John surprised me around mile marker three at one of several bridges on the course. It made me so happy to see him; as much as I love to run, distance running can make for a lonely journey, and a rural course doesn’t have the constant crowd support of an urban race. Rather than lines of fans three-deep, the landscape looked like this:
John came to the last bridge at mile eight, and it’s a good thing he did. His support gave me the emotional boost I couldn’t get from my CLIF Shot Bloks, and the next three miles were the toughest of the race. In addition to a steep climb, they were on curvy, severely banked mountain roads that reminded me of the ones I ran at Crater Lake. I felt a huge blood blister forming on my right foot as my right side took a constant pounding. I thought about my left Achilles and thanked God the road wasn’t banked the other way. At mile nine, I couldn’t help it: I speed-walked two of the hills. A year ago, I wouldn’t have dared walk in a race. But I’ve gotten older and wiser (and more injured); I’ve learned that this 50-state quest is a marathon, not a sprint, just like Taylor’s fight against Batten disease and our fight for a better future for the millions suffering from a rare disease. If we give too much too quickly, we won’t have any gas left in the tank for the next mile; we won’t survive to see the finish line.
Eventually, the finish line of the inaugural Great Smoky Mountains Half Marathon came into view. I didn’t sprint for fear of popping my injured Achilles, but I gave it a little extra and ran across the finish line like I hadn’t just run 13.1 miles. Injuries, speed-walking and all, I finished with my second-best half marathon time ever (but still seven minutes off my PR).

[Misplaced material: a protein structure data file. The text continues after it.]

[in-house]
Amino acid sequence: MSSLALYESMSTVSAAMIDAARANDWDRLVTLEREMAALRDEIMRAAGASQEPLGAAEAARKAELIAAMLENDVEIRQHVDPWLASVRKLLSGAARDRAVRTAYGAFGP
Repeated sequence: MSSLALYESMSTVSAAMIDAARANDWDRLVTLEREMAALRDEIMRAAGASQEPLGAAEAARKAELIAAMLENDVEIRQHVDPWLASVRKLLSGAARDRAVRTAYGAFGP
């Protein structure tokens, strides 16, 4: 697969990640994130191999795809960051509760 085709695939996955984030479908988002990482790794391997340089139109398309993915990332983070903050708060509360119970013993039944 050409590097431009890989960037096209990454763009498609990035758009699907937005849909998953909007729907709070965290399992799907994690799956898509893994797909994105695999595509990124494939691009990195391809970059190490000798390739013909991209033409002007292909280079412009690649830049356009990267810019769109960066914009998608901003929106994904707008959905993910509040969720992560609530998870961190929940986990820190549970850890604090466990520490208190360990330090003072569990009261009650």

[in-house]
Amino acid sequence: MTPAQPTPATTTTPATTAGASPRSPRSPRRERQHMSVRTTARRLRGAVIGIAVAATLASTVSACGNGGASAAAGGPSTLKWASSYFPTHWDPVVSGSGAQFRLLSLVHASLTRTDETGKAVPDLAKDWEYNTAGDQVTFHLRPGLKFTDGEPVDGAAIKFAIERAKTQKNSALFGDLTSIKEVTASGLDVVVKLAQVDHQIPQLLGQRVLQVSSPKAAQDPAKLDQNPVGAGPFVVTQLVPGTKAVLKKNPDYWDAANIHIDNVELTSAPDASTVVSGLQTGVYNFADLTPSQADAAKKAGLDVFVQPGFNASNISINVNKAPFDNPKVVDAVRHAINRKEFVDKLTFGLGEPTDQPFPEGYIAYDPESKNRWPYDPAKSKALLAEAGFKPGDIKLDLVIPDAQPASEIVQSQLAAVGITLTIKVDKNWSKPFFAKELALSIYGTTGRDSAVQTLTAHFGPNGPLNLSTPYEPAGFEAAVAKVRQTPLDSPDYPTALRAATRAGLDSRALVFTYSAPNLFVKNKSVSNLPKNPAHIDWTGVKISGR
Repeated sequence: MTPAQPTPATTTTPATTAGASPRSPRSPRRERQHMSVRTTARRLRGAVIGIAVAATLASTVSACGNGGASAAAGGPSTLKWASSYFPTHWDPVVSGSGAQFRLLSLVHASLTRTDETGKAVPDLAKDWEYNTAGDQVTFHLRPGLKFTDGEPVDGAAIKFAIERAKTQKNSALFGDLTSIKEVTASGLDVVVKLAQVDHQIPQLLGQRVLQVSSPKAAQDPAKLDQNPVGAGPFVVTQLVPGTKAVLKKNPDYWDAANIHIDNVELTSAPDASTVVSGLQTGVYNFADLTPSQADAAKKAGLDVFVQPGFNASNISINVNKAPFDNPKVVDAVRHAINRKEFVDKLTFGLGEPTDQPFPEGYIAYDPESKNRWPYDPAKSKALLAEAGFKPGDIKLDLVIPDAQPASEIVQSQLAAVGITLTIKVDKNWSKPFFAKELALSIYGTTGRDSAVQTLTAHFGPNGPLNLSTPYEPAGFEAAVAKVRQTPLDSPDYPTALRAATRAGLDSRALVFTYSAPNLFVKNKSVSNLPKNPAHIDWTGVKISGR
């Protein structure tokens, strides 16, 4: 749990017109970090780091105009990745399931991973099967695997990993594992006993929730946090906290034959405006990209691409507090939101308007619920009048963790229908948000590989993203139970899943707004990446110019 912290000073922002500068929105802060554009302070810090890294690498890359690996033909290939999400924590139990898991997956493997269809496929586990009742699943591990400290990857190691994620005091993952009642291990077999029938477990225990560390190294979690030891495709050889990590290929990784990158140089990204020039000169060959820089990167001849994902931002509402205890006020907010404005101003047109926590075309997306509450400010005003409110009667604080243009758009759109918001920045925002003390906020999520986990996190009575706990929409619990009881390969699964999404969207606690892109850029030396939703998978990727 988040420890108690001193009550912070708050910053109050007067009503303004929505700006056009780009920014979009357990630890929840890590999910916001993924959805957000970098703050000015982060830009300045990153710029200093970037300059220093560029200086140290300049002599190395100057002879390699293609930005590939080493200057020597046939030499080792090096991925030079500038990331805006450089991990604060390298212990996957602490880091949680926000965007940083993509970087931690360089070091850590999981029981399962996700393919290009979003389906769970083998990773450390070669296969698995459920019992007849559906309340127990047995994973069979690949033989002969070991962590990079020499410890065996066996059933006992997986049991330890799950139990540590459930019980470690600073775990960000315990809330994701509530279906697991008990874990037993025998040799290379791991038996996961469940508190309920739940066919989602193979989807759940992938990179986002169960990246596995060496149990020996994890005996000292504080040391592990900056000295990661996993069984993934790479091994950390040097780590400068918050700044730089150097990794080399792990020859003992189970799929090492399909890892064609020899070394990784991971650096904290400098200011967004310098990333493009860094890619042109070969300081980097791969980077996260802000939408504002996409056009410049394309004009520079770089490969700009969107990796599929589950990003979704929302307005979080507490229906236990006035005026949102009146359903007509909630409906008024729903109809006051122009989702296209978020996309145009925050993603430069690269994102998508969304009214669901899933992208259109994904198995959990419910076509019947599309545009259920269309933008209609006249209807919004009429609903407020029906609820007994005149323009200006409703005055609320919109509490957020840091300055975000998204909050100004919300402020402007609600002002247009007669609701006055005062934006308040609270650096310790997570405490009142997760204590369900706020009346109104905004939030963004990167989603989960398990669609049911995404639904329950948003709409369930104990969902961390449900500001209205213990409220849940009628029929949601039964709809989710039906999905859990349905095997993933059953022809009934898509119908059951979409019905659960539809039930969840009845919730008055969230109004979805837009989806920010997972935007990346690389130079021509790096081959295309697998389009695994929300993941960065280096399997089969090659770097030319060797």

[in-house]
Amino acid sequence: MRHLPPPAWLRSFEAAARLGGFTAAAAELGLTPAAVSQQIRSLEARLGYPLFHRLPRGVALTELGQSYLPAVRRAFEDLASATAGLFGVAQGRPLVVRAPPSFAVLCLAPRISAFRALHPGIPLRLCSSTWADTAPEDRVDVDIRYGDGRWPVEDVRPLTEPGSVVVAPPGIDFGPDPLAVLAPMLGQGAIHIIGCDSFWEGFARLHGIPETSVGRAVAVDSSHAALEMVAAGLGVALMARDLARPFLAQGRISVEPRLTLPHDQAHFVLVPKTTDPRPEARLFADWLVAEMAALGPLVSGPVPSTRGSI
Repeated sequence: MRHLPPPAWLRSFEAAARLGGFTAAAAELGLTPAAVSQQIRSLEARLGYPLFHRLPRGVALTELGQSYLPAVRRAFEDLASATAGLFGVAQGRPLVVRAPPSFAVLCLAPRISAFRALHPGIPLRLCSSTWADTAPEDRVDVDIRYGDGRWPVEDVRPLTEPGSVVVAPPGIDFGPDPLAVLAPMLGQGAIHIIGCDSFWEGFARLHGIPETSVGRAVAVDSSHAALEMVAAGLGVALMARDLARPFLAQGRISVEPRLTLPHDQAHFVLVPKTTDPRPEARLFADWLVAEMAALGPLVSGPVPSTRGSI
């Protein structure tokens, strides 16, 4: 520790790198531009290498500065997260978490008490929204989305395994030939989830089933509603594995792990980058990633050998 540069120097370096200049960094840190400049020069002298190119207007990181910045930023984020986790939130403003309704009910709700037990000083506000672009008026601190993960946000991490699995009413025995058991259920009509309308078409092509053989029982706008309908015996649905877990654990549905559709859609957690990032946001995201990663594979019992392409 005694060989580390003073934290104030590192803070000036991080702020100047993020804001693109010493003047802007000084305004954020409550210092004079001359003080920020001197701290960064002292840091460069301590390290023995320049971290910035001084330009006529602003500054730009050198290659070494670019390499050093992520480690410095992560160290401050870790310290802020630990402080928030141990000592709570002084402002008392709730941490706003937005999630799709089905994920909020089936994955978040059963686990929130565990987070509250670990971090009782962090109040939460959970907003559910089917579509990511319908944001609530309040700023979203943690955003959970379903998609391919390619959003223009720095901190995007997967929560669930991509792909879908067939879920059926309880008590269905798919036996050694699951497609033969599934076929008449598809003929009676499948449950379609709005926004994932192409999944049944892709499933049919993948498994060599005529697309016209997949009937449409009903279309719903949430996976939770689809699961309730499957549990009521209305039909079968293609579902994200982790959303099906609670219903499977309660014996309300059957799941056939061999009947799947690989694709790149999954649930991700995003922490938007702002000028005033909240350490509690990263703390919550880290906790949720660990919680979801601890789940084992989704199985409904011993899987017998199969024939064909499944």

I told John there was no way I’d won an award. My age group (30-34) is usually the toughest, and at this race, it had the most runners by a long shot, with 107. But it was a gorgeous morning, there was a bluegrass band playing, and our hotel had granted us an extended checkout. So we decided to stick around just for the heck of it.
The race gave awards five-deep. Once they’d given out medals for fifth, fourth and third place in my division, I started to walk away. That’s when they called my name for second place. John let out a loud whoop, but I was still in a daze as I walked up to get my silver medal.
A lot of people would have taken the rest of the day off, but that’s not my style, maybe partly because Batten disease has shown me how short life can be and how precious each day really is. In any case, after a quick shower and an unhealthy lunch (cheeseburger, French fries, root beer float and chocolate truffles), John and I loaded our packs, drove to another area of the park and hiked one of its steepest trails. After we scrambled up the bare stone face of Chimney Tops like a couple of mountain goats, I pulled out my medals and race bib for one last photo. I knew that when I got back home, I’d return to two distinct battles against Batten disease. In one of those battles, Taylor’s Tale and other advocates are gaining ground every day. I believe that with all of my heart. In the battle that hits closest to home for my family and me, we’re losing — and no medal I win can change that.
But for that moment in time, I was on top of the world.